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The Congolese Solidarity Campaign, together with Abahlali baseMjondolo and other progressive African movements, will be in Pretoria to organize a picket outside the embassy of the Democratic Republic of Congo on Thursday, Dec. 15, 9:00 to noon. The protest aims to declare the Congolese Solidarity Campaign’s decision to refuse to acknowledge Mr. Kabila as president of DR Congo and to oppose him from extending his power unconstitutionally beyond Dec. 19, 2016, the date his second and last term in office expires.
I answered some heartbreaking calls from Dr. Léopold Munyakazi phoning from an Alabama jail this week. Dr. Munyakazi is a gentle Rwandan born scholar, with a PhD in linguistics and further advanced degrees in French and African linguistics. He has lost his immigration case in the 4th Circuit Court of Appeals and will all but certainly be deported to Rwanda to face prison or worse.
Earlier this week, the ENOUGH Project to, quote, “end genocide and crimes against humanity,” posted an appeal to consumers titled, “What if Black Friday were conflict-free?” ENOUGH is an NGO operating under the umbrella of the Center for American Progress, a neoliberal Washington D.C.-based Democratic Party think tank. They did not include an appeal to the nation’s weapons manufacturers who require minerals on the U.S. Strategic Minerals list.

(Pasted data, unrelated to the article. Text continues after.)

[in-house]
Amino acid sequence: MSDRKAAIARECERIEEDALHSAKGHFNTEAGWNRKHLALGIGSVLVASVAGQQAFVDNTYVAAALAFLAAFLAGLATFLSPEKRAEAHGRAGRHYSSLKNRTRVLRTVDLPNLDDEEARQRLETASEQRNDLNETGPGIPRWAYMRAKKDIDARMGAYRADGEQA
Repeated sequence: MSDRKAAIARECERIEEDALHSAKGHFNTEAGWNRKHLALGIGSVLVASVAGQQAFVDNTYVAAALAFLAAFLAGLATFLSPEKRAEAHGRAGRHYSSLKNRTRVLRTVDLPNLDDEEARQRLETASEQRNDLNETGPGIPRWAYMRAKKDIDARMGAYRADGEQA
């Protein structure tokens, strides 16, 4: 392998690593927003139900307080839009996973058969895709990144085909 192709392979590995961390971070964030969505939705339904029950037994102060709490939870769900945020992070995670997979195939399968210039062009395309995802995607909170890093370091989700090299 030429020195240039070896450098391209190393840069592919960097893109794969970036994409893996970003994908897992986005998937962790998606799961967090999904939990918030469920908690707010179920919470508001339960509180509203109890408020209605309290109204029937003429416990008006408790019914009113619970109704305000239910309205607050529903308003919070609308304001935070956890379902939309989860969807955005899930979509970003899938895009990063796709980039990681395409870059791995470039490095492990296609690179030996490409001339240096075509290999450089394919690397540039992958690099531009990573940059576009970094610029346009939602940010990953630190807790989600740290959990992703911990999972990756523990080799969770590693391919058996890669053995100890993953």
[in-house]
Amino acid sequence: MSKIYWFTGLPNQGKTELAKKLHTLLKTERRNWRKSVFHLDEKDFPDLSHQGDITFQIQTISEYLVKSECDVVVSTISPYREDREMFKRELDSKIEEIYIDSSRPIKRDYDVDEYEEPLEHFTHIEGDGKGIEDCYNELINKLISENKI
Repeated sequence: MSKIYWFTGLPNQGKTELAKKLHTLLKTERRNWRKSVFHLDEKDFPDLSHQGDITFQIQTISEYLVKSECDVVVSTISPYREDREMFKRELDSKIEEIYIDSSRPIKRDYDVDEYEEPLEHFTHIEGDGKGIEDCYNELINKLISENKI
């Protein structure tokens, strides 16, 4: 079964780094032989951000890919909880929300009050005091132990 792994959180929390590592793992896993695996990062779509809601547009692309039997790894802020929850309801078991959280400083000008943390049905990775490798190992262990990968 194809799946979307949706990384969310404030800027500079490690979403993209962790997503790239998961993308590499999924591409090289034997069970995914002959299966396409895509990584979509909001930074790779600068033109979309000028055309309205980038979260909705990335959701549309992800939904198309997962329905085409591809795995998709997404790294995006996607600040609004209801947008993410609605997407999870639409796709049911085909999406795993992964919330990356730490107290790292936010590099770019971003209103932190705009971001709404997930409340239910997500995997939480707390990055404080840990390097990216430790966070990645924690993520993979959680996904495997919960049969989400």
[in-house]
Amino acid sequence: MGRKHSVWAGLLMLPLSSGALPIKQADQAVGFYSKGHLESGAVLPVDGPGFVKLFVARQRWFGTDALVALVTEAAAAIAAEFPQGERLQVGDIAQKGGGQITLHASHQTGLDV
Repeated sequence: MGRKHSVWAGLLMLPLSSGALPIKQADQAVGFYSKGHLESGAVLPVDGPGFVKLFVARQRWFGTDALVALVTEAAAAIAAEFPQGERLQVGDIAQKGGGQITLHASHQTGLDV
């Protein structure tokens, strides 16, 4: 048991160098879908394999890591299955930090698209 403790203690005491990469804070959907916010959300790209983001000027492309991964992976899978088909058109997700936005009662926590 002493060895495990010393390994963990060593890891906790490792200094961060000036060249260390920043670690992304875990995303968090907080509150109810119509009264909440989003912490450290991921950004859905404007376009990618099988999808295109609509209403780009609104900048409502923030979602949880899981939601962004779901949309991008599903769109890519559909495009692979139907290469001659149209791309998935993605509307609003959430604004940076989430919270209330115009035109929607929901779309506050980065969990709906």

Do you have a smart phone? A laptop? Then you play a role in the violence that occurs in the Democratic Republic of Congo. Cell phones, laptops and other electronics don’t work very well without the mineral, coltan. In the Democratic Republic of Congo, poor farmers are gathered by armed gangs and enslaved to dig coltan out of the ground.
There has not been any concrete effort to expose the banks that collude and connive with corrupt leaders who are impoverishing the people. No effort has been made by the political elite in Europe and America to force the banks to return these stolen monies to the poorest of the poor.
Once again, the world is rising up against oppression. In the U.S., our time will come. Remember the kind of commitment we saw in Malcolm X, who was murdered 46 years ago this month. On the morning of Feb. 21, Malcolm received a phone call saying, “Today is the day.” He showed up anyway, knowing that that day could be his very last day on this Earth. Malcolm did not let fear control his commitment to the cause of freedom and justice. That is the real stuff we all are made of. Deep inside every one of us is a Revolution waiting to happen.
What makes this conflict particularly sickening is the role of U.S. and European corporations, together with Rwanda and Uganda, in the plunder of DRC's resources. This is a war about self-interest and greed.